Food and Behaviour Research

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Resolution of inflammation is altered in Alzheimer's disease.

Hjorth E, Cort├ęs-Toro V, Eyjolfsdottir H, Graff C, Nennesmo I, Palmblad J, Eriksdotter M, Sambamurti K, Fitzgerald JM, Serhan CN, Granholm (2013) Alzheimers Dement. 2014 Feb 12. pii: S1552-5260(14)00030-2. doi: 10.1016/j.jalz.2013.12.024. [Epub ahead of print]   

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Resolution is the final stage of the inflammatory response, when restoration of tissue occurs. Failure may lead to chronic inflammation, which is known as part of the pathology in the brain of individuals with Alzheimer's disease (AD).


Specialized pro-resolving mediators (SPMs), receptors, biosynthetic enzyme, and downstream effectors involved in resolution were analyzed in postmortem hippocampal tissue from AD patients and non-AD subjects. SPMs were analyzed in cerebrospinal fluid (CSF).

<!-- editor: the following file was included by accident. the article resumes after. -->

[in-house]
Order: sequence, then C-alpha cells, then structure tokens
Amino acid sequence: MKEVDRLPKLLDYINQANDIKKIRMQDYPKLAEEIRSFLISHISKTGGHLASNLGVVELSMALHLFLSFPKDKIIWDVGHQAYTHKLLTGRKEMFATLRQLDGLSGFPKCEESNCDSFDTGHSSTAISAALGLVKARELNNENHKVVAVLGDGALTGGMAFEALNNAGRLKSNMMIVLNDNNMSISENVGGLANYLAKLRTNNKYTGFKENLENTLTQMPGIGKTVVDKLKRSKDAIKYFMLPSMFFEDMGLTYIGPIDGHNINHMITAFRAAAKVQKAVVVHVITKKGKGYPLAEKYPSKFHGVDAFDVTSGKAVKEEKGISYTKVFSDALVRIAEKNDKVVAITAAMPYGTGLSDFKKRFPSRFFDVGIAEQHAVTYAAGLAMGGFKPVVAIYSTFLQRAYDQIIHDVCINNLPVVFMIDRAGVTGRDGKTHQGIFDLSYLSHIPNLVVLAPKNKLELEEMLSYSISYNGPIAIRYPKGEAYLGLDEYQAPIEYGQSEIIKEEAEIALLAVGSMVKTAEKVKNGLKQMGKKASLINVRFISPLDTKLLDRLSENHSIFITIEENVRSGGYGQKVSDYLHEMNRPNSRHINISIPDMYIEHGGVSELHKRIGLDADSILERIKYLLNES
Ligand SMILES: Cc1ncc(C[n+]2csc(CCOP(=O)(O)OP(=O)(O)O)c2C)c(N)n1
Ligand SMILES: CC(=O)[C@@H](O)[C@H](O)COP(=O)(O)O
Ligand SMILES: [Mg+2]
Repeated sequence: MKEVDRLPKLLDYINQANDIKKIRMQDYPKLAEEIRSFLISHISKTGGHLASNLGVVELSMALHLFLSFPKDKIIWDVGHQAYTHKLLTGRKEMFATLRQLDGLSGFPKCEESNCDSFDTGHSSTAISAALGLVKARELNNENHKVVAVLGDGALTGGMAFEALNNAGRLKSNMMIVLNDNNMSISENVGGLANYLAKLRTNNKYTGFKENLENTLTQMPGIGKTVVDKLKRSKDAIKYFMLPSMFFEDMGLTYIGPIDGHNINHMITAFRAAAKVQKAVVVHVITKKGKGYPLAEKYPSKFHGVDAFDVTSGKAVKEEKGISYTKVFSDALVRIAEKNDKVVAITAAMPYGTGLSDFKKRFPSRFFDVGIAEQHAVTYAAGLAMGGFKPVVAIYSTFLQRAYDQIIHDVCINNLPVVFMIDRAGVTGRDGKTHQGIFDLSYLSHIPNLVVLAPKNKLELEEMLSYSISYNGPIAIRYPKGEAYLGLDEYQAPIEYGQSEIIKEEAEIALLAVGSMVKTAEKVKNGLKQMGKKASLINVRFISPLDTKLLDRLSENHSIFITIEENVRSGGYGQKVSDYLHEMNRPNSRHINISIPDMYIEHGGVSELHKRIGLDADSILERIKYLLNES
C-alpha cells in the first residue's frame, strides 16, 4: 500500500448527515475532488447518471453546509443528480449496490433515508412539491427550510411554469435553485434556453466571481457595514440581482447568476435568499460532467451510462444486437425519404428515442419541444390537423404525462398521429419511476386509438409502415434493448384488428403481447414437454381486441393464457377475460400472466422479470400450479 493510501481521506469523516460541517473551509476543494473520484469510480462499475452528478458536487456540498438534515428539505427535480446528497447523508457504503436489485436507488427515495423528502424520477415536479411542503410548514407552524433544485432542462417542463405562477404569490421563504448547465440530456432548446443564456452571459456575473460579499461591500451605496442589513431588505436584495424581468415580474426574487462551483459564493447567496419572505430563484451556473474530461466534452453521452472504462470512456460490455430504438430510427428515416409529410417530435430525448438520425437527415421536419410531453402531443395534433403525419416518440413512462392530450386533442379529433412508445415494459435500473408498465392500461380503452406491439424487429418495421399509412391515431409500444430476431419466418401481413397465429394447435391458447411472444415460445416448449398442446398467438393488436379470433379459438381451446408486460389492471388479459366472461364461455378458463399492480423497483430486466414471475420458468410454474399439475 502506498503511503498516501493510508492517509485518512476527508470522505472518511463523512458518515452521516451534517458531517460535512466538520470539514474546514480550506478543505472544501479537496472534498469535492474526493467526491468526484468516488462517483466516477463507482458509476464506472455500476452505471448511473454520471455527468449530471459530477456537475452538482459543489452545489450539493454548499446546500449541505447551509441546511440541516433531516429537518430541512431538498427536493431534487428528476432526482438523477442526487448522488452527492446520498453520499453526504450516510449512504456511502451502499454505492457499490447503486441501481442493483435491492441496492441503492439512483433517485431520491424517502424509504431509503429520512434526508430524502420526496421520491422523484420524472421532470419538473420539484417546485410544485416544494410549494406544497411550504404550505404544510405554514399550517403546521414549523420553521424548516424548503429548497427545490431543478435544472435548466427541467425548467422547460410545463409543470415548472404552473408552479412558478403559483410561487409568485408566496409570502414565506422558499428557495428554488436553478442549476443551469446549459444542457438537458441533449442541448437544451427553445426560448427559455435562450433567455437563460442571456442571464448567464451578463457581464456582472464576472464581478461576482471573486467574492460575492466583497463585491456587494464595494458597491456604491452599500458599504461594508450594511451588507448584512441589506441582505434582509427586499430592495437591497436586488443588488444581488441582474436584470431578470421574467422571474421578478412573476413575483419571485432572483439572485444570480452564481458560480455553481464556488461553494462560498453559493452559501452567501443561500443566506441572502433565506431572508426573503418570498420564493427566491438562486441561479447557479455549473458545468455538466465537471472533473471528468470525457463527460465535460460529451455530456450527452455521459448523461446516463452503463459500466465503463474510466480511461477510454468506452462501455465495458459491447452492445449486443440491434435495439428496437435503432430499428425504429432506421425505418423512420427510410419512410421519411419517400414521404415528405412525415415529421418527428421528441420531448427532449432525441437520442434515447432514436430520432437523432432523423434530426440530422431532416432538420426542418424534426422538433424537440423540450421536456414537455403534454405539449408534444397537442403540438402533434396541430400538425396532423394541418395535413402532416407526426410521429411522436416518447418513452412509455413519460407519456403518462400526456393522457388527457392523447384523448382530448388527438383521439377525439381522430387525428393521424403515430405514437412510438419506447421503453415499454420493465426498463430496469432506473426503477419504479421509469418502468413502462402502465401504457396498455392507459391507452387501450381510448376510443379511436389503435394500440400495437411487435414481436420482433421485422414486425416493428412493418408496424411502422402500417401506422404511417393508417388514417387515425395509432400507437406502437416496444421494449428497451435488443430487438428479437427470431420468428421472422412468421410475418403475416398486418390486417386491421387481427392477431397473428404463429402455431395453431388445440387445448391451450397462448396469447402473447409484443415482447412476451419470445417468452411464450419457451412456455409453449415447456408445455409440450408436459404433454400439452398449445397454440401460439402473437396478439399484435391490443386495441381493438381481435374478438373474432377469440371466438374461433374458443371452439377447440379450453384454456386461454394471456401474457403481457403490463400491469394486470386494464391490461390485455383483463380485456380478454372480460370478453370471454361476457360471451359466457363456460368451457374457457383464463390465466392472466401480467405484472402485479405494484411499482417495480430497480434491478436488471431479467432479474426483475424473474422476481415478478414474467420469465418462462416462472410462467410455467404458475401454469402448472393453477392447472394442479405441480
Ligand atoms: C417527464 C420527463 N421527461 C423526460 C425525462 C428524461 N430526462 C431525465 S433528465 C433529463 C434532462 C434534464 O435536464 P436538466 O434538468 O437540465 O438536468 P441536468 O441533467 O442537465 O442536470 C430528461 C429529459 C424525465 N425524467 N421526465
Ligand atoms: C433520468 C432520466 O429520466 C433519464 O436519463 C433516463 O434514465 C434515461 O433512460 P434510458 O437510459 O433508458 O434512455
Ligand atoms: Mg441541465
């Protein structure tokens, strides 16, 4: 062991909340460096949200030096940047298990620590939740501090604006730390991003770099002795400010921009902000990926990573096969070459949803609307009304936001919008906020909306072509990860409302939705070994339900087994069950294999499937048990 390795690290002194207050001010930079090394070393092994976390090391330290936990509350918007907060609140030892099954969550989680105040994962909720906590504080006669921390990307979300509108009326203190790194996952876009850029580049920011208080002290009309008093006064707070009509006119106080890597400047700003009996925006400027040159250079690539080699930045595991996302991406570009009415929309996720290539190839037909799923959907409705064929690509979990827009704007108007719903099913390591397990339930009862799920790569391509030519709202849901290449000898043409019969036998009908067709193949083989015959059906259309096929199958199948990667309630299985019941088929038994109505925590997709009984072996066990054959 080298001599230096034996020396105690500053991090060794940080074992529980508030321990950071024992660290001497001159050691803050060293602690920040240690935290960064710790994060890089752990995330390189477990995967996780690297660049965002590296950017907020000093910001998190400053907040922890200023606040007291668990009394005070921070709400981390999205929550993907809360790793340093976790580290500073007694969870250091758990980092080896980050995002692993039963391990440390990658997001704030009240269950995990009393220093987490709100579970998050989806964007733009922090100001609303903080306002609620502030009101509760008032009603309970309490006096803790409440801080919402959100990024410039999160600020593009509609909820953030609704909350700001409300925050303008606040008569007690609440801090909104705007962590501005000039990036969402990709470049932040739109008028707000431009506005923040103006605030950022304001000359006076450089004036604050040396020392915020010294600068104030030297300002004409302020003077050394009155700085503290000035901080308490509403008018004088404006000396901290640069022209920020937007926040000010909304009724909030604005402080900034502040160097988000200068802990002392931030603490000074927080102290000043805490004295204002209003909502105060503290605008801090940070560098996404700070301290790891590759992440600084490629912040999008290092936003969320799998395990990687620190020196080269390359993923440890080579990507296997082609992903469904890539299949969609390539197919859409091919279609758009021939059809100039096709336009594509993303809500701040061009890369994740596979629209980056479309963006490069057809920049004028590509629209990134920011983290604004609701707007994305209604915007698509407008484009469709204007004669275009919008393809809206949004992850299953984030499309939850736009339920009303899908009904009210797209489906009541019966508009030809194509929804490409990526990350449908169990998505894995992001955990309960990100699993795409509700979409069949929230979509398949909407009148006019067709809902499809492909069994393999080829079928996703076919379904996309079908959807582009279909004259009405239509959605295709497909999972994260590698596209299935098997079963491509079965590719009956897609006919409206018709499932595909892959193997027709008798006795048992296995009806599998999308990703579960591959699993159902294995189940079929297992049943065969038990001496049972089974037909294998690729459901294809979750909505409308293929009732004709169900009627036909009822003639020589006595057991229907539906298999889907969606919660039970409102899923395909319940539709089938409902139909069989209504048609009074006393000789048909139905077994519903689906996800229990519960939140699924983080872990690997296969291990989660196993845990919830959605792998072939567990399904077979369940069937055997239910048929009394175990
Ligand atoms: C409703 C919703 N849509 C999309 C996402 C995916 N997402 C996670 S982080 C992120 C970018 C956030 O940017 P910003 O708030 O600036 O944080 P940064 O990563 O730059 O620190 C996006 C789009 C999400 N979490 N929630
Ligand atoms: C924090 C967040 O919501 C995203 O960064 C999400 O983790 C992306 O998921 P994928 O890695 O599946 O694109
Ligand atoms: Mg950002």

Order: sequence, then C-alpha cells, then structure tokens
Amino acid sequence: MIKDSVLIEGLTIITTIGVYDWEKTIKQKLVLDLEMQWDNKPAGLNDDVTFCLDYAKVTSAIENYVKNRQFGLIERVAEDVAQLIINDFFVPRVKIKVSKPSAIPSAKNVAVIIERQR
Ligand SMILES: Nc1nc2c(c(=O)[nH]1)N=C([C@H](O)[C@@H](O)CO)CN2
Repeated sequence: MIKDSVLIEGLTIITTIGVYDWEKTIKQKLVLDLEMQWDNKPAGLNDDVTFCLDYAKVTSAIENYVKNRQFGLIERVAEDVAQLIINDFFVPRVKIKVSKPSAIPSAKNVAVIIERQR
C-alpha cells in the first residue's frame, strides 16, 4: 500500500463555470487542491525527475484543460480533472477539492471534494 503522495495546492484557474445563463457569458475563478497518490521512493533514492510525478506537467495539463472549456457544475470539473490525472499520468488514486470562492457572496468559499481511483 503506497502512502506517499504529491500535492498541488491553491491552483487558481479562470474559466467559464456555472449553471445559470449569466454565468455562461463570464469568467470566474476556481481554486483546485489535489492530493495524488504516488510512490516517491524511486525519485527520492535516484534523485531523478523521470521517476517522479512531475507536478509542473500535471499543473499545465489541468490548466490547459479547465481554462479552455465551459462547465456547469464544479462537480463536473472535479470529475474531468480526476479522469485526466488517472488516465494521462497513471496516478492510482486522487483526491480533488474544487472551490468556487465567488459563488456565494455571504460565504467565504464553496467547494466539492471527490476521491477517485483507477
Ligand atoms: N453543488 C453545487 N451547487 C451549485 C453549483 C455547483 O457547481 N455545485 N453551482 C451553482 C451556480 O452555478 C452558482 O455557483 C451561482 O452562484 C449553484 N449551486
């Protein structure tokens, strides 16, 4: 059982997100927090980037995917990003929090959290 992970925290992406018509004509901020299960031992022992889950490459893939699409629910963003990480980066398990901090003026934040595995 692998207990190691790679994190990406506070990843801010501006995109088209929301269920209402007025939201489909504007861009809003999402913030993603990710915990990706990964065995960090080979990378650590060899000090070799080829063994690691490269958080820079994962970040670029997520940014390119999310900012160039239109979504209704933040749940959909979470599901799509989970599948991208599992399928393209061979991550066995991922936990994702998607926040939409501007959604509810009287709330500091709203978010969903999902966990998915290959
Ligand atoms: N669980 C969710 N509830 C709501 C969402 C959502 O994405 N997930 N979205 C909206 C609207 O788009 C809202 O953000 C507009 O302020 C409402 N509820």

SPMs and SPM receptors were detected in the human brain. Levels of the SPM lipoxin A4 (LXA4) were reduced in AD, both in the CSF and hippocampus. An enzyme involved in LXA4 synthesis and two SPM receptors were elevated in AD brains. LXA4 and RvD1 levels in CSF correlated with Mini-Mental State Examination (MMSE) scores.


A resolution pathway exists in the brain and the alterations described herein strongly suggest a dysfunction of this pathway in AD. MMSE correlations suggest a connection with cognitive function in AD.